Religious Education: Invest in Our Future!

Stewardship, according to Merriam-Webster, means

1: the office, duties, and obligations of a steward
2: the conducting, supervising, or managing of something; especially : the careful and responsible management of something entrusted to one’s care

So, by taking responsibility for the heritage of Unitarianism and Universalism, by claiming to be UUs, we become stewards and take on the responsibility for managing Unitarian Universalism and making sure it has a future.

There are lots of ways of being good stewards, giving of our time, our money, or our skills to strengthen our movement and affirm and promote our Principles. I want to talk about what I think may be the single most important investment we can make for the future of Unitarian Universalism: Faith Development. Sometimes called Religious Education in our congregations, this is the ministry of helping each of us take what the Minster tells us Sunday morning and applying it to our own lives. It is where we connect deeply with one another in small groups and with our history in classes. Perhaps the most well known aspect is the one we often struggle the most with: developing a UU identity for our children so that Unitarian Universalism will continue to be a positive influence in the next 50 years.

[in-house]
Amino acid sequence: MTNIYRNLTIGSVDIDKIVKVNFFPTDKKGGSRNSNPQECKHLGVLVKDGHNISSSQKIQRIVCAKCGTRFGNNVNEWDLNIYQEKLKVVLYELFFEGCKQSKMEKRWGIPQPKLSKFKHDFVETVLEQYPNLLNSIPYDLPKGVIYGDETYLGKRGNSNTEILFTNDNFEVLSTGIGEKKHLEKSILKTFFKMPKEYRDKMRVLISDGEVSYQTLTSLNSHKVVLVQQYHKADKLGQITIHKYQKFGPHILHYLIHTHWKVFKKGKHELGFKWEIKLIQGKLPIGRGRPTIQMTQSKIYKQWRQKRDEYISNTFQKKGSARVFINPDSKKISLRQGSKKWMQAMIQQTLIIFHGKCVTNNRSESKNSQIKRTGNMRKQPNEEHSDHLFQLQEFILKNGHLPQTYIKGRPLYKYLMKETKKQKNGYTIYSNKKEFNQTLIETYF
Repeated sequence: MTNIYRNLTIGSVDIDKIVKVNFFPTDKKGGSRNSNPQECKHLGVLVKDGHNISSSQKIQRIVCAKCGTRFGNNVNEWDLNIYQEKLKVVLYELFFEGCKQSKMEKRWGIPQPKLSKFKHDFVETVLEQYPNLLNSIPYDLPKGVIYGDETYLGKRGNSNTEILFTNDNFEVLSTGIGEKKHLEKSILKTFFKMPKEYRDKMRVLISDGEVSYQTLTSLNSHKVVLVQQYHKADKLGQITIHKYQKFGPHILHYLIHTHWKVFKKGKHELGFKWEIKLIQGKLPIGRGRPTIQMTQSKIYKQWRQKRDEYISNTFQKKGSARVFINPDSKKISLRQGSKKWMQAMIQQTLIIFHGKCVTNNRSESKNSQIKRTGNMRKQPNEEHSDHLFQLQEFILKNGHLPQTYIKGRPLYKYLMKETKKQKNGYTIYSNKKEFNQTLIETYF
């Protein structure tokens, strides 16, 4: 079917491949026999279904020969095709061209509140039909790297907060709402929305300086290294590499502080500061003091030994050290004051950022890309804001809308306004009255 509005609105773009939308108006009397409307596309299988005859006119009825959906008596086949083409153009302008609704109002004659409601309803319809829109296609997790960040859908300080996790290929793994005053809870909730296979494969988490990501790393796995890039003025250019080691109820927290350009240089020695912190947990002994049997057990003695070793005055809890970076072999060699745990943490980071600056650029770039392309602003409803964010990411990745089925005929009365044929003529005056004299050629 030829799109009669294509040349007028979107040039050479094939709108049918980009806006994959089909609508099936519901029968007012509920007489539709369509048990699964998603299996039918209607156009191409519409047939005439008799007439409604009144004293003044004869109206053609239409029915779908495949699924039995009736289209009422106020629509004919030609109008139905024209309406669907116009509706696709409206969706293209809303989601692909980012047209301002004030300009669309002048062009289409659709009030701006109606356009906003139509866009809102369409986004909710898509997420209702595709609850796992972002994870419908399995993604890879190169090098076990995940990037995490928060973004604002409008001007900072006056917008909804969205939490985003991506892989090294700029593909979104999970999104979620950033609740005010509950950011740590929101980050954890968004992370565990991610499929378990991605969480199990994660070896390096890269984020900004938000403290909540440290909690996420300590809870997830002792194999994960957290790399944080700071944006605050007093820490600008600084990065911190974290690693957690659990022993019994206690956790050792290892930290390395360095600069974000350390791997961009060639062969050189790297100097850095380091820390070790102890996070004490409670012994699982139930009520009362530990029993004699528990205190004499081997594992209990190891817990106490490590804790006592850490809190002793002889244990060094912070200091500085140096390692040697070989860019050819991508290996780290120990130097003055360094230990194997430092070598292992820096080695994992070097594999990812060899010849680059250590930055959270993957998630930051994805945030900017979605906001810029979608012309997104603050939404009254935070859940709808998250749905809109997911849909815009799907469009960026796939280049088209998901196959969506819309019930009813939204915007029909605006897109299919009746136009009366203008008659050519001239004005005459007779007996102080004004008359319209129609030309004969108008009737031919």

RE is One of Our Biggest Draws, but That’s Not the Point of It.

Many people actually visit a UU congregation for the first time out of concern for their kids. They want them to have a community. They seek help instilling morals and good values. Many are seeking to help their children become literate in religious ideas and language without actually having to submit to dogma. Eventually, though, many kids get much of that without actually feeling like they’ve become members of the community themselves. We fail to make youth welcome in the greater congregation. We don’t help them feel like they have a place in the community.

It is on us, as adult UUs, to invest our time and skill in connecting with the youth, and volunteering in a classroom, even just as a substitute, is one of the most powerful ways. Being there with them, getting to know them in a space set aside for them, makes it so much more meaningful. Diversity among the teachers also increases their capacity for empathy and recognition that all people have worth and dignity.

Whatever you call it locally, religious education is vital to having a congregation that is engaged, connected, and emotionally and spiritually healthy. Making whatever commitment you can, in class or as a support volunteer, can mean the world to a kid. Helping put together a party or serving lunch at a workshop shows them that they are members of the community. It sets an example for the many, many occasions we wish we could get the youth to pitch in with a project. Volunteering for them is good for us all.

And, Yes, RE is Good for All Ages

I don’t want to down-play the importance of adult RE and faith development. I do try to keep these short, though. This week, let’s talk about ways you’ve volunteered with the youth. Maybe your comment will inspire others in ways they hadn’t thought of!


The I Am UU project is a grass-roots, crowdfunded ministry. We count on the people who find value in what we make to support us. Your shares, comments, and financial contributions all matter in helping us reach more people and creating innovative liberal religious outreach. Even just a few dollars is a big show of support and faith!

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